The highlight of the venture was undoubtedly the outright win in the Queensland ARC round in 1984, against the likes of Gregg Hansford in a semi-official RX7 run by Ian Boettcher.
In quagmire conditions, the light little car on skinny rubber vaulted to a popular victory.
At about the same time, and facing the introduction of Group A/Group N, Murray embarked on a now-legendary project to build a cheap, but effective rally car which would be competitive against the likes of Greg Carr’s Fiat 131 Abarth.
The result was the Datsun 1200 Coupe, a mid-engined ‘sports-sedan’ which took full advantage of the rules of the day.
“I wanted to build something that didn’t rely on factory competition parts,” he recalled, “but used easily available bits.”
“In the end I had to get a Nissan competition headgasket, though!”
In a super-lightweight 1200 Coupe shell, with a strong 2.0 litre (or thereabouts) engine and a Mazda live rear end, the car had power, brakes and handling thanks to a very even distribution of mass. Most noticeably, it still had the skinny Bakelite steering wheel!
It was also extremely hot inside, being nicknamed ‘the Microwave’ by some-time co-driver Dave Kortlang.
In fact, Iain Stewart, Murray’s long standing partner ‘in crime’ suffered persistent blistering and sores on his right leg from resting against the engine/gearbox tunnel inside the car.
After the ban on Group G and over the next couple of years the ‘Grand Prix’ Mazda team competed semi-regularly in the face of the onslaught of 4wd Group A cars like the newly-dominant Subaru RX-Turbo.
With the continued support of Joe Camilleri and ‘Grand Prix Mazda’, the team took delivery of one of the first batch of BFMR Mazdas.
Unlike some of the opposition who immediately went looking for huge increases in horsepower, Murray kept the BFMR basically standard and as a result, super-reliable.
“We just kept the parts up to the gearbox, basically replacing gears and things about every second rally,” explained Coote.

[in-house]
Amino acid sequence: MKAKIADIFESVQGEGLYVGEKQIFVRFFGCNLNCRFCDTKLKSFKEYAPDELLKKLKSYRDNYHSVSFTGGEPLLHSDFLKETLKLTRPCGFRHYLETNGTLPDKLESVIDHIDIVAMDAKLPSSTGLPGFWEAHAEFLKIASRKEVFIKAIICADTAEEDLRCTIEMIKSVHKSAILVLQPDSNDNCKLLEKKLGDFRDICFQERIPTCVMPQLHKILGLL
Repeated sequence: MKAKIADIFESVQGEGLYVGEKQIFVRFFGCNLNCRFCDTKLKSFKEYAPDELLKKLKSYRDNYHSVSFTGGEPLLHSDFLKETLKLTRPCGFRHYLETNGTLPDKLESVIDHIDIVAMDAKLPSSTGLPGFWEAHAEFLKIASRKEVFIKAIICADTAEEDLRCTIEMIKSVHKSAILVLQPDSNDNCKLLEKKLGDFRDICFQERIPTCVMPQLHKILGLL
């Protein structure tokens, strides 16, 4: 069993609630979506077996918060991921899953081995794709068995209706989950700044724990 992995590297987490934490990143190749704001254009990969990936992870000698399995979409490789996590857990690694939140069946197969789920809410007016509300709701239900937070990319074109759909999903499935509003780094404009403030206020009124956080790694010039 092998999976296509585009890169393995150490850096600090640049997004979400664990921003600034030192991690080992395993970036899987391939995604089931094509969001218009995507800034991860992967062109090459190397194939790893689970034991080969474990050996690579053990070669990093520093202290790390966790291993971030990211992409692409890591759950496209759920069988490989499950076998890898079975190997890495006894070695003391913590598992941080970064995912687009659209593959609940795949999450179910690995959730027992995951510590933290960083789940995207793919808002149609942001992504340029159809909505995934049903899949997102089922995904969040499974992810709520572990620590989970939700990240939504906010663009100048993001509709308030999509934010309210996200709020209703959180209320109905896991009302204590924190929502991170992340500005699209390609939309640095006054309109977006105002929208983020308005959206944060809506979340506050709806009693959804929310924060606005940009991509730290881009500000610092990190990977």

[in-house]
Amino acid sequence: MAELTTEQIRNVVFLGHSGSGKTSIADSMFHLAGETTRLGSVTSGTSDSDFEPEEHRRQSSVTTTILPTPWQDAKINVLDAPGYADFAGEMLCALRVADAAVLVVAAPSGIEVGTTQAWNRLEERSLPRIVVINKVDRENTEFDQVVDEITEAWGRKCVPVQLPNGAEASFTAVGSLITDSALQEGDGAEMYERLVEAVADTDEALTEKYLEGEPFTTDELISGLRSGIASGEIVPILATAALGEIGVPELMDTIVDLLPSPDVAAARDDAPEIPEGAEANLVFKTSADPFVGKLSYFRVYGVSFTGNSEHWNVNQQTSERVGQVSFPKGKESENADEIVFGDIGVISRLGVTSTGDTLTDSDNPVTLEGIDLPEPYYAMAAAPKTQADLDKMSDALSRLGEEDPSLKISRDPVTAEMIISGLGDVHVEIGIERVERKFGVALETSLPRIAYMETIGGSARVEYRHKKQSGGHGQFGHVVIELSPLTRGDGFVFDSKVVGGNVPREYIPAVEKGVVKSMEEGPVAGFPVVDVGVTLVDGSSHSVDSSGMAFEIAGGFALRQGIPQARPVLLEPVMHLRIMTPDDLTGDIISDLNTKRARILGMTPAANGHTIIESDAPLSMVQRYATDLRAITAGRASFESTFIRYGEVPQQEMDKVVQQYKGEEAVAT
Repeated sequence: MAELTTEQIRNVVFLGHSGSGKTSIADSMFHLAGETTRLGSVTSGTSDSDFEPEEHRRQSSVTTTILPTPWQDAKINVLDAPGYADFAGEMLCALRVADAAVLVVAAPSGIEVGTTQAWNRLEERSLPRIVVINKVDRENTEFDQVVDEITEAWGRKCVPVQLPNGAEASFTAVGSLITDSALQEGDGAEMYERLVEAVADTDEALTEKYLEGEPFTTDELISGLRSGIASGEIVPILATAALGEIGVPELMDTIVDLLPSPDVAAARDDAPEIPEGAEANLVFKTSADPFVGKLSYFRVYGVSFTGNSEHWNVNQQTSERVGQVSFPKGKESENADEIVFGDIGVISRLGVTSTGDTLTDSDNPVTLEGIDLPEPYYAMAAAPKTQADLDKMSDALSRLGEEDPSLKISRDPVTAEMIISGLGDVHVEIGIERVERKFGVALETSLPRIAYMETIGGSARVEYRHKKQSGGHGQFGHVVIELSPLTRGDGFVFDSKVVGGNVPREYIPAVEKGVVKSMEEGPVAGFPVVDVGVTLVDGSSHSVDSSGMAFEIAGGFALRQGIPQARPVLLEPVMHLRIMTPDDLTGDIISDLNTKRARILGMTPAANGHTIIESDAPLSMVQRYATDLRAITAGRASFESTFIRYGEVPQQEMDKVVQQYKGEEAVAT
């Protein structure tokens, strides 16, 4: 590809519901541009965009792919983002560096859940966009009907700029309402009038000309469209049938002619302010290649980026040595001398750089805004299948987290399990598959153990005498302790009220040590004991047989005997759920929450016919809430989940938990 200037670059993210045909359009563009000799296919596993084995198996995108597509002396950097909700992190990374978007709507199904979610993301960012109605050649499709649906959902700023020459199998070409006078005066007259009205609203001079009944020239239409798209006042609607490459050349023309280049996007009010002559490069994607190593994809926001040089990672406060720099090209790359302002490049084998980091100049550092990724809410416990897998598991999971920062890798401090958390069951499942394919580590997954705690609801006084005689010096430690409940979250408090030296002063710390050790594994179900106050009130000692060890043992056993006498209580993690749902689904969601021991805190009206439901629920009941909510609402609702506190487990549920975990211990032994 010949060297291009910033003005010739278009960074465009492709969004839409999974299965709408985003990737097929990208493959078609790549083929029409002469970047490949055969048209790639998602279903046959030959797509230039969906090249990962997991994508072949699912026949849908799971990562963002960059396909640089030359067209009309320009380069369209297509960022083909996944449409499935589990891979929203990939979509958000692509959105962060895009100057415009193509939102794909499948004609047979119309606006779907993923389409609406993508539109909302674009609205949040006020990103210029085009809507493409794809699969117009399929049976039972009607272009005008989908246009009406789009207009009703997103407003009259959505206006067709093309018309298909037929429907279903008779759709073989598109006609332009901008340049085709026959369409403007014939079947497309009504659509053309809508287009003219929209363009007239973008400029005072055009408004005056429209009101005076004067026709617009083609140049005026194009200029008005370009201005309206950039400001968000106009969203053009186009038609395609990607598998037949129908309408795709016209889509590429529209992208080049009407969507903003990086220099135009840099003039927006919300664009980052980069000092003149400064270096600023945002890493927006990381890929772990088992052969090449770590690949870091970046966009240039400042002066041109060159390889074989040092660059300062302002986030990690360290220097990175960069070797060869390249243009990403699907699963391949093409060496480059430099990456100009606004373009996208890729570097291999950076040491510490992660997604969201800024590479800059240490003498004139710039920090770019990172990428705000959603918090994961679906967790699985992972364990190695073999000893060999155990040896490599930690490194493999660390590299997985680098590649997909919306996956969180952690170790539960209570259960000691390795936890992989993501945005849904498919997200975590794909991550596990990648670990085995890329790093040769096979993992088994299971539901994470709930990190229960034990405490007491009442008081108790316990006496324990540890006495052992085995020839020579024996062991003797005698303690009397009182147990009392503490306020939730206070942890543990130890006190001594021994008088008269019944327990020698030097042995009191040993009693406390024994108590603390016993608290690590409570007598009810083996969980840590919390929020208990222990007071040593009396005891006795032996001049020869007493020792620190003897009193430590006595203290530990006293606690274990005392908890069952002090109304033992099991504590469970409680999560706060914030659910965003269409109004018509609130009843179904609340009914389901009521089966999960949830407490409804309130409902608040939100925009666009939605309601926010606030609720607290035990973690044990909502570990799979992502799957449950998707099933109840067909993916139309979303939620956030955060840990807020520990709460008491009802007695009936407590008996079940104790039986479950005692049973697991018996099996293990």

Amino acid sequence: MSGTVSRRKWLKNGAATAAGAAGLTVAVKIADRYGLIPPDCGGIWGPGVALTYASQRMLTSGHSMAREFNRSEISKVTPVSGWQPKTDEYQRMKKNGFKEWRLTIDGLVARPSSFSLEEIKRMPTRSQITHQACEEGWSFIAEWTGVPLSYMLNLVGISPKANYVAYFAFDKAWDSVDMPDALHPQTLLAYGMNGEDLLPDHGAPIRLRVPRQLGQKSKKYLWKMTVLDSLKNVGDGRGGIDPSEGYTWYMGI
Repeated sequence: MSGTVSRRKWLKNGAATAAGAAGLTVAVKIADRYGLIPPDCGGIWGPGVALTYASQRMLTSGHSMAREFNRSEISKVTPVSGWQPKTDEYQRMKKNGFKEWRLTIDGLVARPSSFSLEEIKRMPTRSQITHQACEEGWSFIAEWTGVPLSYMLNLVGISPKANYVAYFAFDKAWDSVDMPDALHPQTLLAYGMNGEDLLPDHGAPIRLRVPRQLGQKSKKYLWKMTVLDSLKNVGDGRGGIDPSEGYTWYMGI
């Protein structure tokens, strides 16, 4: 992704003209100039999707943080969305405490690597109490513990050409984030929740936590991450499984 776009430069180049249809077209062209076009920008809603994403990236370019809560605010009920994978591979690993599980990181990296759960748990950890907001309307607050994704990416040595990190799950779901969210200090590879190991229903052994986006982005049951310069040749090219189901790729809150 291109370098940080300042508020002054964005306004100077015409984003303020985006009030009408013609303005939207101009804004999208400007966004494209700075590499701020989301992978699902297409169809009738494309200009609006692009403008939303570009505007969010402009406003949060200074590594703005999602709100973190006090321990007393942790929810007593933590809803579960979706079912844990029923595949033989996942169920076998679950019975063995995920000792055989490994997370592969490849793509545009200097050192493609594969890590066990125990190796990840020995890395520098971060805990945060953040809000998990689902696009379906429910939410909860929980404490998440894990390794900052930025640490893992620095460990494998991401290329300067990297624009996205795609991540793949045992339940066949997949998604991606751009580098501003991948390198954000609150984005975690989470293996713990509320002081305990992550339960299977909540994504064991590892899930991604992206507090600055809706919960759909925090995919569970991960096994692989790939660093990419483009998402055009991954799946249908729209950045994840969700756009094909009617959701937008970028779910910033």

In the 1988 season, the team contested ARC rounds in nearly every state on a total budget of about $15,000!!
With a Mazda Ute as a towcar and service rig Geoff Krause and Dave Feron clocked up some very long miles including trips across the Nullabor to Perth.
That season ended in a great battle with Greg Carr (in his Starion) at Canberra when Murray and Iain Stewart clinched the title.
Murray revealed that George Kahler, then a customer with his own well-known Mazda 323 4wd, made available his factory close-ratio gearbox to help the Coote/Stewart team to victory.
“That was really good of him,” said Murray. “The only problem was his was the Australian-released Mazda and the gearbox casing and housing were different. In the end we used the gearset and not much else. Then after the event we had to put it all back where it came from!”
A new BFMR fronted for the ’89 season, with further support from Yokohama Tyres and Coote was still very competitive as the ante was upped and more power was obviously needed.
1990 was a quiet year but behind the scenes, Mazda Rally Team (Australia) was gestating and after a press release at Brisbane’s Mount Coot-tha Quarry, the newly built (by Murray and his team) Mazda 323GTX was revealed.
It had more power and a new (and sometimes fragile) gearbox from Ivan Albins but the car was resplendent in it’s new livery and immediately very fast.
Coral Taylor was the new co-driver for the team, with Iain Stewart having made other commitments for the season.
“Coral was a good co-driver, and a good organiser,” explained Murray.
“That enthusiasm really rubbed off on the rest of the team, and we had a good season.”
Despite winning three rounds of the series outright, the pair were unable to overhaul eventual champions Rob Herridge/Steve Vanderbyl in their Subaru Legacy.
A minor hiccup with the gearbox caused it to lock up at crucial moments a couple of times during the season and an engine problem caused further loss of important points.
After the demise of the MRT(A), and with no further funding in sight, Murray Coote effectively retired from competition driving having achieved nearly everything he had set out to do.